A few years ago, nobody cared about the soccer field at Harriet Tubman Elementary School. It wasn't much more than dirt and grass when people in the Columbia Heights neighborhood started playing there.
On any given night, neighbors come together to play pickup soccer games. Most of the players are Latino, part of the diverse neighborhood there.
"I was born and raised here. We know when you want a good pickup game, this is the place to come," said Omar Gonzalez.
It wasn't until the field became nicer that organized soccer leagues began to take interest in it. The leagues started applying with the city to use it. There's a law, created back in the 1980s, that allows the city to lease school property.
Recently, a team with ZogSports DC came to the field, letting the community players know they were permitted to play there because they had gone through the city. It was shocking to the pickup players who had been playing there for decades.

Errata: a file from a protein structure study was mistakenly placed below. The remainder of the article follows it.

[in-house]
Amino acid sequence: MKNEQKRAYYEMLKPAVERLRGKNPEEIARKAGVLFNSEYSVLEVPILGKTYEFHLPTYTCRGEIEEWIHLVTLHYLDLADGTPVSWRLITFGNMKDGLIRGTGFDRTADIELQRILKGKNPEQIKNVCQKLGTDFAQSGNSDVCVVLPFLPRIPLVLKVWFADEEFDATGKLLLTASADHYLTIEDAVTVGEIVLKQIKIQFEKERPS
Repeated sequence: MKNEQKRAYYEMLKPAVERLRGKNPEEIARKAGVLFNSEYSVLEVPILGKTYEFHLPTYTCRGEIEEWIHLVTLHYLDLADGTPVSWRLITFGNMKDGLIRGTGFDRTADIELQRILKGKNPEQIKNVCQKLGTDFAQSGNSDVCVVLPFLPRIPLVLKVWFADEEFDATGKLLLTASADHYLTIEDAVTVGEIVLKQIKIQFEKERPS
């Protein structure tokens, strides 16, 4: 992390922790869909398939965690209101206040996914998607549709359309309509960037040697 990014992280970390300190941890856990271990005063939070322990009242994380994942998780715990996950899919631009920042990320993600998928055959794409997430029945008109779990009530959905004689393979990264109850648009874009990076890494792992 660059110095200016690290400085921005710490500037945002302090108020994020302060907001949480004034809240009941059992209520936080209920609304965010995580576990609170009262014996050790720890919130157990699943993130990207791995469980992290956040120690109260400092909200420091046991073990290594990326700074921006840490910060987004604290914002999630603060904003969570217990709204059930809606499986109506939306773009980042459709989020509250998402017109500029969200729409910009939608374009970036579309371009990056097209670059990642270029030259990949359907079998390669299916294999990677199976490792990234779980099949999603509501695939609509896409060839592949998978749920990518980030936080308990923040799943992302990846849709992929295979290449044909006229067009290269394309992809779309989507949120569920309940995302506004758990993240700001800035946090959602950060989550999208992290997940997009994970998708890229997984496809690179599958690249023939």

"We wrote letters, we called our local ANC chair, just to make sure our voices were heard," said Gonzalez.
Their voices were heard. After thousands of signatures through an online petition, ZogSports decided it would no longer use the field.
A spokesperson for the company sent this statement Monday:
ZogSports will no longer be using the field at Harriet Tubman Elementary School. When we applied for the permit, we didn’t know it would come at the expense of residents’ opportunity to play. We believe strongly in the idea that everyone deserves a space to play and we’re sorry for the disruption caused by our league.
We care about the communities in which we play and hope that the residents who have been using the field for so many years are able to continue doing so for many years to come.
The spokesperson says the permit for the field was already paid for, so they don't expect to get anything back.
Gonzalez and other neighbors say they were never out to make anyone a villain, they simply wanted to see the right thing done.
"It was never about winning or losing for us. It was about being fair," he said.
Gonzalez and other community members plan to meet with city leaders in the coming weeks to discuss the current permitting law in hopes of making some changes.